Calming the Monkey Mind with Meditation

“Monkey Mind” refers to the unsettled or restless state that we find ourselves in – it’s a mind that jumps from thought to thought, similar to the way a monkey jumps from tree branch to tree branch. Instead of being present in the moment, it feels as though your mind is flooded with uncontrollable thoughts which insist on being heard. This creates distractions and makes it difficult to be productive and stay focused. If this sounds familiar then meditation may be worth giving a try…

I first heard of the term ‘monkey mind’ while taking a yoga class. At the end of the class the instructor led the class through a 5 minute meditation. The instructor had us take a few cleansing breaths to draw our attention into our breathing and rid us of any ‘monkey mind’. I struggled to keep my mind from wandering even in a quick five minute meditation (which felt like forever!!). This term really put into words something I have experienced not only yoga class but in classes, at work, within relationships and when I’m feeling anxious or overwhelmed – they are thoughts that are all over the place and make it challenging to be in the here and now. Sometimes these thoughts can even turn negative and become an inner critic that create feelings of fears, anger or guilt.

Establishing a interconnectedness between your inner and outer worlds through mindfulness is the tricky part… you have to figure out what works for you. It takes a lot of self control and self awareness to recognize when you’re in this monkey mind state and to then take proactive steps to be grounded and present in the moment. Meditation is one tactic that has helped me overcome this challenge.

Mediation was difficult for me at first. Initially I felt like I was doing it wrong because my mind was still racing. I couldn’t stop random thoughts from coming in. A couple misconception that I had (that I think many people have) was that the goal was to stop thoughts from happening. This is not the case. Thoughts cannot simply just be turned on and off. When a thoughts arise “during meditation, it provides a chance to cultivate skills to work with the energies of thinking. Without pulling the thought in or pushing it away, your job is to simply notice its existence. Observe the thought, and stay present with any judgments that arise. Then, gently guide your attention back to your point of focus. That might be your breath, a mantra, or whatever guided meditation you’re listening to”(Well+Good, Kait Hurley). The ultimate goal is to be fully present, allowing your thoughts to slow down.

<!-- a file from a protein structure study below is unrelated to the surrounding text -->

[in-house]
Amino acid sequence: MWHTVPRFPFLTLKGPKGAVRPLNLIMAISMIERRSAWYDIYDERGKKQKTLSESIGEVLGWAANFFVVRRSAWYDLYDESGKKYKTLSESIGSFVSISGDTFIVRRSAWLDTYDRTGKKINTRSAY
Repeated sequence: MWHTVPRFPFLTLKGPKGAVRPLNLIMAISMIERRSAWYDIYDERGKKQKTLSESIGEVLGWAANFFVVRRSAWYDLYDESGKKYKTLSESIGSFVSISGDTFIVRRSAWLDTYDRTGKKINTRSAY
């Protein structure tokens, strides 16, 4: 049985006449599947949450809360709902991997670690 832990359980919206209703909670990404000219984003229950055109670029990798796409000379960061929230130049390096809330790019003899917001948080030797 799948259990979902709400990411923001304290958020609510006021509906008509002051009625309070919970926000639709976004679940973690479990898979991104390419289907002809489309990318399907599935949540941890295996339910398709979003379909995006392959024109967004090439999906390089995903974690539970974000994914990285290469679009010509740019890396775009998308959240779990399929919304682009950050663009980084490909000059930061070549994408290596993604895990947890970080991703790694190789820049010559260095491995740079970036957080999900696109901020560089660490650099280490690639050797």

Taming the Monkey Mind with Jetsunma Tenzin Palmo – explains basic meditation techniques to calm the mind. This is a bit of a longer video, but I enjoyed listening to her perspective and hearing the useful techniques that she uses to tame the monkey mind.

Headspace and Calm are a couple apps I have tried in the past that have hundreds of guided meditations, mini meditations, sleep sounds, nature sounds and breathing exercises for someone just getting into meditation or someone well rehearsed in meditation. They both offer free trials I believe, which is always great! The Mayo Clinic has some awesome suggestions on how to begin meditating and ways to build your meditation skills.

AsapSCIENE – The Scientific Power of Meditation

I think everyone could benefit from slowing down and being a bit more present. Like most things I think it takes practice and it’s important to not be judgmental about how it goes. The apps are a great place to start for either guided sessions or mini sessions. Meditation is something that I’m definitely interested in and I believe there are a lot of benefits that can help you being in the present and managing stress with upcoming midterms, projects, work, etc. Meditation may or may not be the way that helps you handle stress during these overwhelming times, but it’s definitely worth trying!

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Comfort Zones vs. Self-Growth

“Comfort, the enemy of progress” -P.T. Barnum

Breaking out of your comfort zone is hard. It’s scary and uncomfortable but the greatest growth comes from stepping outside our comfort zones. Think to yourself when you experienced the most personal growth, were you comfortable? Most likely not! My biggest self-growth was last year when I transferred to UMBC at USG. Before transferring, I stayed away from extracurriculars, but all that changed when I transferred to USG. 

Photo by Austin Chan on Unsplash

Within a week of transferring to USG, I applied to become a Student Ambassador. As a Student Ambassador, I have the opportunity to educate prospective students about the programs at USG as well as share my personal experience as a student. Becoming a student ambassador has allowed me to gain great self-confidence in public speaking and grow in my interpersonal skills. Now as a second-year ambassador, I am a Tour Trainer and a Student Engagement Chair. Stepping into these leadership roles have allowed me to learn new teaching techniques and fun new engagement strategies.

In addition to becoming a student ambassador, I became an active member of the Social Work Student Association (SWSA). In SWSA we engage in community service and educational events. Becoming involved in SWSA allowed me to meet people with similar interests as me and to learn new ways to help my community. Now as Vice President, I have also strengthened my outreach skills.